At the opening of the Queen's Hall Reading Room on 24 May 1859, Redmond Barry proudly pointed out that the library now contained more than 13,000 volumes and that an additional 2000 books were due any day, and that soon the library would have over 25,000 volumes as a large order was being supplied from London. By early 1861 Tulk could report that the library contained in excess of 22,000 volumes and a new catalogue was authorized at a cost of £500. By the time it was completed in 1862 it listed over 27,000 volumes.
In that year Barry travelled to Europe to represent Victoria at the International Exhibition in London, and Tulk took a year's leave of absence, beginning in August 1864. Both were assiduous in buying books and seeking donations for their beloved Melbourne Library. By March 1865 the collection had grown to 38,000 volumes and it was to double in size over the remaining eight years of Tulk's time in office.
In addition to building the book stock, Tulk played an active role in the formation of what was to eventually become the National Gallery of Victoria (opened as the Museum of Art in May 1861) and the Museum of Victoria. The three institutions came under the one set of trustees with the passing of the Public Library, Museum and National Gallery Act in December 1869. The previous month had seen
the passing of the Copyright Act, the forerunner of legal deposit and the basis of the library's printed Victoriana Collection, under which the library was entitled to receive a copy of every book, newspaper, periodical and map published in the colony.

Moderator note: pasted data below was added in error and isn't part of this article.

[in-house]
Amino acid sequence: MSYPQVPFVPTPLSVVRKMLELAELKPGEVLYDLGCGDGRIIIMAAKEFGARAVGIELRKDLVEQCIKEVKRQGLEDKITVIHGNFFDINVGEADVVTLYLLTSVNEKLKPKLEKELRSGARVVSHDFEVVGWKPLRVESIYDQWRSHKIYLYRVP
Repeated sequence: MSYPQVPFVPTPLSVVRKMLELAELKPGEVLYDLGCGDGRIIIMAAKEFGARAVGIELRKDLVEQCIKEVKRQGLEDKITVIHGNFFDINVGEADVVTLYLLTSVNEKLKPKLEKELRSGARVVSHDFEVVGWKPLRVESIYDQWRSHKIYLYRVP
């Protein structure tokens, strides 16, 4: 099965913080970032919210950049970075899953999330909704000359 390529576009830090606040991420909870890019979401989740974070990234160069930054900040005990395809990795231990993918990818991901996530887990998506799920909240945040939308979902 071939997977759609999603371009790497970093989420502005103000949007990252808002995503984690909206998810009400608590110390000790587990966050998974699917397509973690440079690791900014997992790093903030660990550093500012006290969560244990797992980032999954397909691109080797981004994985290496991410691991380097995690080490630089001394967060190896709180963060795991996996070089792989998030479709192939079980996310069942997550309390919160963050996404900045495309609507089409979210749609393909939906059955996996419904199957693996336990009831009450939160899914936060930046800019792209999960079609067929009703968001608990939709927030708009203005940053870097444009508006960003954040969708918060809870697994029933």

Tulk died at his St Kilda home on the morning of 1 September 1873 after a period of ill-health. As a mark of respect the library was closed for the day. Despite his failing health Tulk had continued working up to a week before he died and, according to the biographical section in The Book of the Public Library, he was studying Fijian and Australian Aboriginal dialects, still keeping up with his European stable of languages. The same biography said of Tulk as a librarian:
He was to some extent a Librarian of the old school, and to say that is to pay the memory of the man no mean compliment. It means he was of a school with Dibdin, Laing, Douce, Ellis, and perhaps, the old Italian Magliabecchi. He had not the combination of scholarship and practical librarianship of Panizzi but he had the wide reading and real love of books that so often marked the old-time librarian or keeper. (p. 112)
A warm obituary in the Australasian Sketcher (probably written by James Smith) quoted a writer and a fellow acquaintance:
Even in his later days of declining health, when met, casually slowly tracing his painful way homewards from his beloved library, a literary question — no matter how recondite or deep — always received the same polite and ready answer. It was, indeed, the humour of certain of his friends, knowing intimately his marvellous quality, to lay little traps for him, in the pleasant hope that some one time, merely by miracle, he might be caught tripping. Through the course of a seventeen years' intimate and unbroken intercourse with him, it can be testified, he was never once caught. (4 October 1873)
Tulk was the ideal appointment as the first librarian of Australia's first free library. At one stage, he was approached to be the Librarian at the Public Library of New South Wales and he was also offered assistance in obtaining a position as a librarian in the Royal Household in England. However, he remained loyal to the Public Library of Victoria. His tenure saw the foundation of the its great collection, the effective establishment of Melbourne's three major cultural institutions (the Public Library, the Museum and the National Gallery) and the introduction of the legal deposit obligation of publishers of books and printed material in this state. He may have been a booklover first and a librarian second, but this fault, if it can be called such, was the Library's — and Victoria's — gain.
John Arnold